I still recall my first visit to LA, when, as a student, the cheapest ticket I could find was via Salt Lake City. My transit through there wasn’t particularly long, but a single glance outside was enough to make me want to return to Utah.
Return I did, several years later, to the southeastern corner of the state, only to realize that Utah was much too large and far too beautiful. Three years have passed since, and I’m in a different part of the state now, but its that very feeling creeping up on me yet again…
About 230-miles southeast of Salt Lake City, and not far from the Colorado border, lies the town of Moab, a gateway to two of the state’s five national parks – Arches and Canyonlands. Renowned for having the largest collection of natural stone arches in the world, Arches National Park lies only a few miles north of Moab, and despite its 119 square mile footprint, can be explored within a relatively short period of time.
The aptly-named Delicate Arch is probably the most widely recognized landmark within the park, featuring on Utah’s license plates, as well as a stamp commemorating the state’s centennial anniversary of admission to the Union. The arch can easily be viewed from an overlook, but if you want to get up close, a 3-mile hike is in order. As the park literature is quick to point out though, that hike may not be for everyone.
Undeterred by that warning, visitors have arrived by the droves to view the storied arch at sunset, so much so that its akin to evening rush hour by the time I get there. Between tripods, cameras and selfie sticks, there’s barely any room to maneuver, so the smartest thing to do is simply find a perch and wait for the spectacle to unfold.
The freestanding natural arch stands 60-feet or 18 m tall, and although climbing it, or any other arch within the park, is prohibited today, it was scaled in 2006 by climber Dean Potter, who used neither ropes or protection. No mean feat, that. Today, capturing it unobstructed by the hordes, is no less of an achievement…
The high desert setting in these parts means that you’re almost always guaranteed a spectacular sunrise and an equally dramatic sunset. And that’s something to keep in mind when your visiting Moab – you start well before the crack of dawn, making up with some shut eye during the day, when its toasty outside. And so it goes for me on the morning of day two…
I’ve driven some 10-miles north of town this morning, to check off another item on my ever-expanding bucket list – hot air ballooning. We meet at a gas station just off Highway 191, from where we’re taken in an off-road vehicle to the launch site. There, spread out under a fabulous blue sky, our equally vivid hot air balloon awaits a big breadth of air.
Initially inflated with giant industrial fans, its propane tanks are eventually switched on to give the balloon its final shape and form. The entire process taking about 15-minutes. And then, we’re off.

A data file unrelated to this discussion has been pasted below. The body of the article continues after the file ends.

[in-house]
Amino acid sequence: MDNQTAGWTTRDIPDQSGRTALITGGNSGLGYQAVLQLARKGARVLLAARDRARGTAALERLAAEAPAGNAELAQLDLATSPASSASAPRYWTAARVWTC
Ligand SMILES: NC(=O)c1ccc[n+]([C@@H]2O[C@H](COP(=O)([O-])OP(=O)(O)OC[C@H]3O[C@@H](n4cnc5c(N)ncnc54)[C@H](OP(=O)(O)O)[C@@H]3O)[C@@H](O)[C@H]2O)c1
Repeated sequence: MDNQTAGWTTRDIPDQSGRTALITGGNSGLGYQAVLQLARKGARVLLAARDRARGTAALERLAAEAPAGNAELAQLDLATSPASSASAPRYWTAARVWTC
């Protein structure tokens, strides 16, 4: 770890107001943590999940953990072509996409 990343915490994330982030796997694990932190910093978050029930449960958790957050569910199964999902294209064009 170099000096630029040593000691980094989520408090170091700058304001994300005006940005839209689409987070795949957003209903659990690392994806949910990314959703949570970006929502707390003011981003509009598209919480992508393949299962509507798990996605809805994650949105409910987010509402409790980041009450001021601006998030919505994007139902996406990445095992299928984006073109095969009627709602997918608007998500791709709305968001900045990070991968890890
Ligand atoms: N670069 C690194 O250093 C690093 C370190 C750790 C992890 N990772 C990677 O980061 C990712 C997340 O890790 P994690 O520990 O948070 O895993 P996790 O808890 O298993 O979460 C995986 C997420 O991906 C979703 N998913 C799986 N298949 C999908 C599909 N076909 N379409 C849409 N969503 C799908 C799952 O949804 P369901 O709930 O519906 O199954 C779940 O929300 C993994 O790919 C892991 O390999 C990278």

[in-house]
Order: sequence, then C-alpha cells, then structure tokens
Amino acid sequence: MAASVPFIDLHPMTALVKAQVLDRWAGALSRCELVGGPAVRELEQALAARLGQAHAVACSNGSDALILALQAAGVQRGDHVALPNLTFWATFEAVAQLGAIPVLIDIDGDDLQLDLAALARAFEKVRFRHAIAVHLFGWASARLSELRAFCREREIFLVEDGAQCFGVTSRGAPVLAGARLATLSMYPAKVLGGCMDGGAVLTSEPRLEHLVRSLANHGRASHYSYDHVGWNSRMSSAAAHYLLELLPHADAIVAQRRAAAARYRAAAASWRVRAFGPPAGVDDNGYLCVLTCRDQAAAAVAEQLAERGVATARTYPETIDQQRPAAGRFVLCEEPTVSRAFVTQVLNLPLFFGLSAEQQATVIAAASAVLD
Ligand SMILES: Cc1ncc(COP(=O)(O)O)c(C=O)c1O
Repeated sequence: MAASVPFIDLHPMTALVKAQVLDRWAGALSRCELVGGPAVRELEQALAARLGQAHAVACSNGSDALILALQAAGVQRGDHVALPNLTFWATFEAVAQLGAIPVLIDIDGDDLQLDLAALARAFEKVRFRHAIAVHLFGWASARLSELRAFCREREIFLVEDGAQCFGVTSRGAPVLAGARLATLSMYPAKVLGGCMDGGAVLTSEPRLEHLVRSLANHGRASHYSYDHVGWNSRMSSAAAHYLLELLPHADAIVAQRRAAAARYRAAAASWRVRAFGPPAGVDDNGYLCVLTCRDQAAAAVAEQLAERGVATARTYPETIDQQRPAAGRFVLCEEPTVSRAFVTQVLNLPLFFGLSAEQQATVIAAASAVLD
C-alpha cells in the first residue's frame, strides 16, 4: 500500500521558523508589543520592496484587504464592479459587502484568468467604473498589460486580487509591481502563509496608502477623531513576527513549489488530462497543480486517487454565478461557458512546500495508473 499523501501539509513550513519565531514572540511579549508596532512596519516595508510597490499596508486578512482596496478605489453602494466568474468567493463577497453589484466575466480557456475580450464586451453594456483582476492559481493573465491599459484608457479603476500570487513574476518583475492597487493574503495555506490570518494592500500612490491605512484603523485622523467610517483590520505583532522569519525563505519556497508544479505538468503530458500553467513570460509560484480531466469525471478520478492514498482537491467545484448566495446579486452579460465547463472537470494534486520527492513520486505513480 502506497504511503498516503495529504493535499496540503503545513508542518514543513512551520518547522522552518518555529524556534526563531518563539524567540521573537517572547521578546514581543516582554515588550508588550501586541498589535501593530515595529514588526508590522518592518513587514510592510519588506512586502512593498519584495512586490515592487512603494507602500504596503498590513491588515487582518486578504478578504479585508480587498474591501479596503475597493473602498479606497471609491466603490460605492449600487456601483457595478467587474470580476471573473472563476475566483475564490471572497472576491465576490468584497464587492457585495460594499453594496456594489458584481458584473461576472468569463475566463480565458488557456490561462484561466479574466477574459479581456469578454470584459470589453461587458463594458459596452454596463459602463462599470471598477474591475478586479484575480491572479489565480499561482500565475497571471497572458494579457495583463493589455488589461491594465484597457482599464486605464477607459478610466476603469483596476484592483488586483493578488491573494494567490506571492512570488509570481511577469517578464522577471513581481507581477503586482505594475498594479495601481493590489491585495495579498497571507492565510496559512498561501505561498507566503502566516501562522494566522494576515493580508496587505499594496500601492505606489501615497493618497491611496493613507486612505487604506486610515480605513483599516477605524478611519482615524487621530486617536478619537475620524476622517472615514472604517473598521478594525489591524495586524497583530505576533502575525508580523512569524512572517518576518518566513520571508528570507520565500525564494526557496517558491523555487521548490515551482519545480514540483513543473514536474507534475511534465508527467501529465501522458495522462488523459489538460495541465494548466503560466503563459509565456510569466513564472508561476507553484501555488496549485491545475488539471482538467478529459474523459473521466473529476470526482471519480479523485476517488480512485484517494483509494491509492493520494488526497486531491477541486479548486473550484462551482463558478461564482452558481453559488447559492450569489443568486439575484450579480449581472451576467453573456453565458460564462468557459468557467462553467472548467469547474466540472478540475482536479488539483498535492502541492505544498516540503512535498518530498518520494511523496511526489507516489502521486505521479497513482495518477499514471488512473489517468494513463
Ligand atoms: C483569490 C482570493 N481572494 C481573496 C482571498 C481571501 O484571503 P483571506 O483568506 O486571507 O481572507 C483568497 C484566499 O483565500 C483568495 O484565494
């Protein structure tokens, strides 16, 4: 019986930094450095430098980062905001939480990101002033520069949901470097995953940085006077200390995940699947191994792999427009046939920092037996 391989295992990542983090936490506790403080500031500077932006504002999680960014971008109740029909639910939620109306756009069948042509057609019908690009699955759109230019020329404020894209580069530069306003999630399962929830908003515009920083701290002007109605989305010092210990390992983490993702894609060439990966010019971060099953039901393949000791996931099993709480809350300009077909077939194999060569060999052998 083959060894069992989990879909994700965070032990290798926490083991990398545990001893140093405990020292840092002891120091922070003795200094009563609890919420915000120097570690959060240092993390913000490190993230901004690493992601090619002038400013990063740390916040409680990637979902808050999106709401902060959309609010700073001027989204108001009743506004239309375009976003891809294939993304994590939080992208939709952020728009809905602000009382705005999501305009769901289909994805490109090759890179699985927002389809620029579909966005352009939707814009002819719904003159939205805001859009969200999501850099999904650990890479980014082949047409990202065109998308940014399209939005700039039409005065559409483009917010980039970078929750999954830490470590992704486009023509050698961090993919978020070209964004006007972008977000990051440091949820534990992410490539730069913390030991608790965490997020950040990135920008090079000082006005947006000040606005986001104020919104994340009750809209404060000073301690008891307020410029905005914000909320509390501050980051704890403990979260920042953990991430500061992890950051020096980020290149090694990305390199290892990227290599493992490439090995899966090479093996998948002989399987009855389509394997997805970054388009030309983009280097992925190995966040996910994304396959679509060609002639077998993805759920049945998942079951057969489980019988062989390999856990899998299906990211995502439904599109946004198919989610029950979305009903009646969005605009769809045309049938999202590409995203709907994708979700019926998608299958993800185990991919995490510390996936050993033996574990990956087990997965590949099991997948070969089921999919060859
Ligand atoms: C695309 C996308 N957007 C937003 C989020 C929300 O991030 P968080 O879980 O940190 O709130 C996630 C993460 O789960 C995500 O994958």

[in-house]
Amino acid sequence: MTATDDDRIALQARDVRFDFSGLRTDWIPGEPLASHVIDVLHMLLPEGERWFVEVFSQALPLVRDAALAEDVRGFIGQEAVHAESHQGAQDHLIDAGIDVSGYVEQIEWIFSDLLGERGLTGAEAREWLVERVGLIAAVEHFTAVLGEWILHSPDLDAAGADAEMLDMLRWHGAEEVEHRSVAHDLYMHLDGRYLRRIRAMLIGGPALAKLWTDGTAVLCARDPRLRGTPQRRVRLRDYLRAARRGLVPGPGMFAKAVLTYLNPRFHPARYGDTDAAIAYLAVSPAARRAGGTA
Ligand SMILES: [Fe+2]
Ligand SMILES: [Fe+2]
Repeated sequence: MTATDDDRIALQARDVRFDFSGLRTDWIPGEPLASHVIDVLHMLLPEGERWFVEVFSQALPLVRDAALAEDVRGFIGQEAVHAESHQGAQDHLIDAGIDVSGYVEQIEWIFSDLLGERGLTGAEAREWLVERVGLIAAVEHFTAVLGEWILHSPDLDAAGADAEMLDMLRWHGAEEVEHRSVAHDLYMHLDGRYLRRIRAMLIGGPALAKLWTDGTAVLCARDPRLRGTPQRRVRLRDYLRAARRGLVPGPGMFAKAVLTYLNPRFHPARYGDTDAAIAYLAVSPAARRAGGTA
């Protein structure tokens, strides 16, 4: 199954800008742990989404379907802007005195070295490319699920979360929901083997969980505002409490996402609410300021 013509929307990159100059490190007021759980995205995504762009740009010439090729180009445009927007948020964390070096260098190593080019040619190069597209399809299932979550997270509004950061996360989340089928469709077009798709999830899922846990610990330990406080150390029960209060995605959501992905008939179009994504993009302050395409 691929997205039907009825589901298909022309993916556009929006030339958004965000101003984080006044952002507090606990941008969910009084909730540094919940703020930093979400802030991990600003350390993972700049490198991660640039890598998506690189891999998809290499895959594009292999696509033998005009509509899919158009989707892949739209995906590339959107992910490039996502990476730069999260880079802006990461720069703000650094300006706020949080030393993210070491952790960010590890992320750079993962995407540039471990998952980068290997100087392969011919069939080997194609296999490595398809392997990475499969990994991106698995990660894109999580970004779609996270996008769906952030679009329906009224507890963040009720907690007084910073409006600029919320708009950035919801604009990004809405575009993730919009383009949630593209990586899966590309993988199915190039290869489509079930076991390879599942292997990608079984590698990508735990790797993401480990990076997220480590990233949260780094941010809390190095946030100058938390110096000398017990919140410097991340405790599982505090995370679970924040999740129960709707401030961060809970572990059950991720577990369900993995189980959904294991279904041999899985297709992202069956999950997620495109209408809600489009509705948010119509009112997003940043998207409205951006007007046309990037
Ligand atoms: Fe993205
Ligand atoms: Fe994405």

If you’ve never gotten off the ground sans motorized propulsion, its an unnerving feeling at first. But the balloon stabilizes in flight soon enough, and the views all around capture ones attention eventually.
The burner, for all practical purposes, is the engine as far as hot air balloons go. At the command of our pilot Lou, it generates lift and provides buoyancy, but that’s also the extent to which he has control over our flight. The course the balloon takes is entirely dictated by cross streams and the vagaries of wind; the unpredictable nature of the route making for a unique experience each and every time.
Having crossed a ridge, we begin flying over the appropriately named Hidden Canyon, which, although not a part of the surrounding national parks, is every bit a gem. Carved by the elements over the course of many centuries, its red and white sandstone walls are a tapestry of surreal formations and magical contours…
Flying a hot air balloon doesn’t just require a great deal of skill and experience, but in the US, a commercial pilots certificate from the FAA as well. Lou has been at it for the last 16 years, and as he pops open some champagne to toast another successful flight, he recalls some of the more challenging passages he’s had in the past.
Utah Highway 279 starts just west of Moab, and although not particularly long, it is incredibly scenic. With sheer cliffs on one side – evidently a haven for rock climbers of all capabilities – and the Colorado River on the other, it is one of the most pleasant drives one can do, in an area replete with picturesque routes.
Half way along it, at the point where the river makes a dramatic turn south, lies a campground, and across from it, the trail head to Corona Arch. Like Hidden Canyon, this arch too is not part of the surrounding national parks, and therefore gets overlooked by many. Not a bad thing when you consider how happily devoid of people it is.
If you can hack another 3-mile hike to the arch and back – a fair amount of rock scampering included – then its well worth the effort. And you’ll be rewarded even before reaching your destination, with the less publicized and relatively inconspicuous Bow Tie Arch.